Seven questions to ask yourself before sending a portfolio
There are many things that make the difference between a successful and an unsuccessful portfolio, and there are some factors that are out of your ...
I left a decent paid full-time Graphic designer job – it was March and the last month of the financial year. A good friend of mine who was a textile design freelancer for a few years told me March usually is quiet because a lot of companies has spent their budget already and it gets better when April starts. Well, I left my job with confidence, already having 10 years of experience in Graphic Design. I imagined my phone would be busy ringing from recruiters.
I did not realise there would be no projects, no matter how good a designer I was. I may have known how to solve problems for others by using my design communication skills, but I underestimated how hard it would be to manage my workflow. I was going to work as a contractor, not as an independent consultant, which involves lots of emailing, talking and planning. Even though I did have some savings, I started panicking inside and began losing my mental health balance. Here are a few things I have trialled and errored at. Although creating a connection with new faces in person was a slow burner, I found building work relationships via email even more challenging.
1. Read books or articles and listen to podcasts by other startups and freelancers during the day.
I was surprised there were lots of reading and listening materials for a low price or even for free. This did not bring money straight to my bank account, but motivation would be good, right?
2. Attended classes and evening talks for entrepreneurs and creative startups in the evenings.
General Assembly and Creative Entrepreneurs for example offer free or affordable business classes and lectures so, I was getting a few ideas in terms of logistics and what/who I need for my limited company.
3. Outreached and re-connected with almost every recruitment agency via email.
I was going to depend on recruiters to find freelance jobs because it was the most effective. The downside of this was that the highest day rate every recruitment agency offered me was lower than the standard day rate for a designer with 10 years experience.
So in the beginning, I worked with a few friends who needed graphic design help and received positive feedback about how helpful my input was. I managed to get some small wins, including working with one of my favourite British architects, David Chipperfield. However, they did not extend my contract when Summer came – the director of Comms emailed me saying, they have a quieter Summertime in the office. I also had a lot of out of office emails from designers and recruiters. Plus, a branding project that I was working on got put on hold for a month due to my client’s long Summer holiday. And so came the dry season, again.
So, after my trials and errors, I reached my mini conclusions:
1. Make use of existing connections
Just to be a little smarter. I have met lots of people in London, such as 300 colleagues from my previous work and a number of friends who believed in my creativity, so, they referred me to their wives, husbands and acquaintances.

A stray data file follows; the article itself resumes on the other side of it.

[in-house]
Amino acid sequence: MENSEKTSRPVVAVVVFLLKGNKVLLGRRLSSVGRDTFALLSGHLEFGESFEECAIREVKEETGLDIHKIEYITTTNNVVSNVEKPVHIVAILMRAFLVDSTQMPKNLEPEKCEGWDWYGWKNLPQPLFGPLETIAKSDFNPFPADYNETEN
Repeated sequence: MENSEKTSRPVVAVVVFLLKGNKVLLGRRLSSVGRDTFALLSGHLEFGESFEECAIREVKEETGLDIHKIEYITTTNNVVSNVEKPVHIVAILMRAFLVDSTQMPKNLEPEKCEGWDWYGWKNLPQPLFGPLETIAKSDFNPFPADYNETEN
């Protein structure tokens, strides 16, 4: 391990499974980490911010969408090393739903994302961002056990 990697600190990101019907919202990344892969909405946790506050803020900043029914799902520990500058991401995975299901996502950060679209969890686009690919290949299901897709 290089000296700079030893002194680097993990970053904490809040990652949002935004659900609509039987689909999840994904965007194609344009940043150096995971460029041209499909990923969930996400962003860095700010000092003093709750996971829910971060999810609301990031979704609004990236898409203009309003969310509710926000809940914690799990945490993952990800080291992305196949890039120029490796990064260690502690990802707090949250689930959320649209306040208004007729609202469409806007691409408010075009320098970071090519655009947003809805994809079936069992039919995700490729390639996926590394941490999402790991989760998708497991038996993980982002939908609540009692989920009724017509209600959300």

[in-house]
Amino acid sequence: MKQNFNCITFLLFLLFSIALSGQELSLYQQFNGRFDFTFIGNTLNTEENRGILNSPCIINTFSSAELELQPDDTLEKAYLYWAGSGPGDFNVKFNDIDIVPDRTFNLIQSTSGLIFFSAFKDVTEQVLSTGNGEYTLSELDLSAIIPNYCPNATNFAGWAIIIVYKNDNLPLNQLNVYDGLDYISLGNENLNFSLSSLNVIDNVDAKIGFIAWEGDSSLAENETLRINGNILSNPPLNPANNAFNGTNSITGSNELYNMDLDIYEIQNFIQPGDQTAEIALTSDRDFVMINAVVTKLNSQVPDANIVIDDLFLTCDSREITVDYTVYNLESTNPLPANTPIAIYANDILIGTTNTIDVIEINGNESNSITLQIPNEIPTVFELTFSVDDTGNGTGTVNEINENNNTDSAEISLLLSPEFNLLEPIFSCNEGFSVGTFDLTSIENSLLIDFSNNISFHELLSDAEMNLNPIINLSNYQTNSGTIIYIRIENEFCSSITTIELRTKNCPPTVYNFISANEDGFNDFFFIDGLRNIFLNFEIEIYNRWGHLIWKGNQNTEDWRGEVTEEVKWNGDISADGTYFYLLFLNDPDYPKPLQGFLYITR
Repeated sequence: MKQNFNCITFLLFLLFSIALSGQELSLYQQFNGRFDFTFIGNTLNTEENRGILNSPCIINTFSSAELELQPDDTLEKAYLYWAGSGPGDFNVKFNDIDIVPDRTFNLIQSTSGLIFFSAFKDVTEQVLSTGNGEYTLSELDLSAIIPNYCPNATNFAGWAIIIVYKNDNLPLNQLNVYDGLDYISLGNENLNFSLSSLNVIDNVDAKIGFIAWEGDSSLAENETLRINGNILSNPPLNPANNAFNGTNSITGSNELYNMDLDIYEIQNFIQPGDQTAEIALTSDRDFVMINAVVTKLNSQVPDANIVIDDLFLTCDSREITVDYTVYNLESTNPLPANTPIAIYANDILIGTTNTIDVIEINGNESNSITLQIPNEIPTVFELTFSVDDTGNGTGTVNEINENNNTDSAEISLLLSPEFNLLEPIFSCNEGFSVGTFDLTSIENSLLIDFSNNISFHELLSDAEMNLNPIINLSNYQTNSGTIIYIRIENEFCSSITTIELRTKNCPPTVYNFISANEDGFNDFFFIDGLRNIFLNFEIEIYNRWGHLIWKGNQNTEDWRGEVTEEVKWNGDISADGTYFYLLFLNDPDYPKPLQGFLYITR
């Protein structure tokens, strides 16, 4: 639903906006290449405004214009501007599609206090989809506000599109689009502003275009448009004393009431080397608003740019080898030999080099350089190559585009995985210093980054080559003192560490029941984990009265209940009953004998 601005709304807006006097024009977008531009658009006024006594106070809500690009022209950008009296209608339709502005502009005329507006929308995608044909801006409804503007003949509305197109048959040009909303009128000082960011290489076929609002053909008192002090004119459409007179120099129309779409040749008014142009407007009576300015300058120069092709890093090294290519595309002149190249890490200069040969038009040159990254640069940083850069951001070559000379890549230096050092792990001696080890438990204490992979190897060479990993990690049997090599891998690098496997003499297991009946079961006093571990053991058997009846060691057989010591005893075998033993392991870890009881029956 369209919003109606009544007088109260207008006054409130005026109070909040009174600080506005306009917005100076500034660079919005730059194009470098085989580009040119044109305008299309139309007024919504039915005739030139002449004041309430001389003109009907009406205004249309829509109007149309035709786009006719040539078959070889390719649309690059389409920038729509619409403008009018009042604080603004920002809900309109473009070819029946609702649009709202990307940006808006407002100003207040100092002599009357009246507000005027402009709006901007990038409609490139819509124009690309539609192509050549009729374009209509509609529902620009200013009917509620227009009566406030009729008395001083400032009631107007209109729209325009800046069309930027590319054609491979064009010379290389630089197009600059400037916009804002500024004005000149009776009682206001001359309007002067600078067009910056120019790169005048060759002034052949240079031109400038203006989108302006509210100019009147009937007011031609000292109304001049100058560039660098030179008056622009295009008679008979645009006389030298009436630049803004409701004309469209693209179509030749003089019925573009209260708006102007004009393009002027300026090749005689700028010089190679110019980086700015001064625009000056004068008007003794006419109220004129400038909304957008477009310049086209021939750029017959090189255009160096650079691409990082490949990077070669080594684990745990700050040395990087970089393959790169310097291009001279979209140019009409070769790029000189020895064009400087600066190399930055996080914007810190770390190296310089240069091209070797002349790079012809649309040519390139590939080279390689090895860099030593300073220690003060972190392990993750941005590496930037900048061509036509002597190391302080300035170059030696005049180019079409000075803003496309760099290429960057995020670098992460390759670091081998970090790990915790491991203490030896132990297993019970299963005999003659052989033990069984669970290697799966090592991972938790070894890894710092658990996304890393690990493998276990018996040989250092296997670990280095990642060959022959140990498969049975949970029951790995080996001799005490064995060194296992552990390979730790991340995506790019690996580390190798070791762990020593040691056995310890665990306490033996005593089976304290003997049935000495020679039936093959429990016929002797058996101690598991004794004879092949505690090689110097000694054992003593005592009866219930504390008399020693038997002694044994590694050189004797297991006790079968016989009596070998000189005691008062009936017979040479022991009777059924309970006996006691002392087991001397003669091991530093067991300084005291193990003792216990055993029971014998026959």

Even though not every referral ended in a project, they will think of me when they hear something about graphic design (or whatever you do). Who knew I could get connected by a friend to the CEO of a well-known recruitment agency? This connection landed me to David Chipperfield’s office. I nearly miscalculated how many people I already knew and would be happy to help me out for FREE. Please don’t hide in your own little world, come out and talk to your friends and their friends at birthday parties, BBQs, lunches and dinners about what you do and how you are getting on. Advanced skill, at this point, is making your job interesting and exciting so they think of you when it comes to finding someone who does what you do.
2. Recharge with useful books and contents
A beautician freelancer friend of mine said to me once, whilst I was having a mild panic, please start something and use this opportunity instead of worrying. I have always lived a career-driven life, so I have a lot of unread design and career-related books and magazines on my shelves and was thinking one day I’d like to finish them. Just start reading, and you will be inspired so much and reminded why you picked the magazine or book up in the first place. The books I found helpful were:
3. Set the right price for your downs
Inevitably you’ll have quiet periods throughout the year, typically when people go on holiday. So, it brings me naturally to the thought that my rate should be a bit higher than what it is at the moment. Negotiation skills are what’s needed for this. Make sure your value is right for the job, and tailor your CV and portfolio for the job to prove to the client that their money will not be wasted. If they are wiser clients and experienced, they will know how painful it is to hire someone who is just not good enough.
I try to reset my mind every day so that I’m able to have a handful of successful projects by the end of it. Let’s not be a downer for ourselves just because it is a quieter time. We are on the journey of a long working life. We will be okay.
If this sounds like you, head over to our Virtual Office and send us your best work via an UnderPinned Portfolio. We want to hear from you!